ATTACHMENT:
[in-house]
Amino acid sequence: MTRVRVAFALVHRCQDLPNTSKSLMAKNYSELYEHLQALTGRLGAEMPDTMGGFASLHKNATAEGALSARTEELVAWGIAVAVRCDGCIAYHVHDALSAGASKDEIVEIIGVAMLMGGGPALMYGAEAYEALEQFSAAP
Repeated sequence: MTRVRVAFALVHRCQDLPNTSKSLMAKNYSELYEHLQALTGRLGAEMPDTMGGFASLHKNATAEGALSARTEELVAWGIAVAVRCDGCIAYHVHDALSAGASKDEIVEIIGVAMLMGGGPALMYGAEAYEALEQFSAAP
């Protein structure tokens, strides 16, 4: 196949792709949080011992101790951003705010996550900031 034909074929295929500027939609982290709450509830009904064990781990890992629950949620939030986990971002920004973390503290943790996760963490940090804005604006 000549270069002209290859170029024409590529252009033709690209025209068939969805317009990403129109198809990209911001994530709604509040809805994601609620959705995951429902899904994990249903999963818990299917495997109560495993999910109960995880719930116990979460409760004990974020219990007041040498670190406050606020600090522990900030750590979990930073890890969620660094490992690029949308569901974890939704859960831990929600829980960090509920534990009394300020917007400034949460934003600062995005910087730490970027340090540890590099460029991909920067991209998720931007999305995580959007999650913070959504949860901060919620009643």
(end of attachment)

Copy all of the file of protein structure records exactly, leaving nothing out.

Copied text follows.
[in-house]
Amino acid sequence: MTRVRVAFALVHRCQDLPNTSKSLMAKNYSELYEHLQALTGRLGAEMPDTMGGFASLHKNATAEGALSARTEELVAWGIAVAVRCDGCIAYHVHDALSAGASKDEIVEIIGVAMLMGGGPALMYGAEAYEALEQFSAAP
Repeated sequence: MTRVRVAFALVHRCQDLPNTSKSLMAKNYSELYEHLQALTGRLGAEMPDTMGGFASLHKNATAEGALSARTEELVAWGIAVAVRCDGCIAYHVHDALSAGASKDEIVEIIGVAMLMGGGPALMYGAEAYEALEQFSAAP
């Protein structure tokens, strides 16, 4: 196949792709949080011992101790951003705010996550900031 034909074929295929500027939609982290709450509830009904064990781990890992629950949620939030986990971002920004973390503290943790996760963490940090804005604006 000549270069002209290859170029024409590529252009033709690209025209068939969805317009990403129109198809990209911001994530709604509040809805994601609620959705995951429902899904994990249903999963818990299917495997109560495993999910109960995880719930116990979460409760004990974020219990007041040498670190406050606020600090522990900030750590979990930073890890969620660094490992690029949308569901974890939704859960831990929600829980960090509920534990009394300020917007400034949460934003600062995005910087730490970027340090540890590099460029991909920067991209998720931007999305995580959007999650913070959504949860901060919620009643």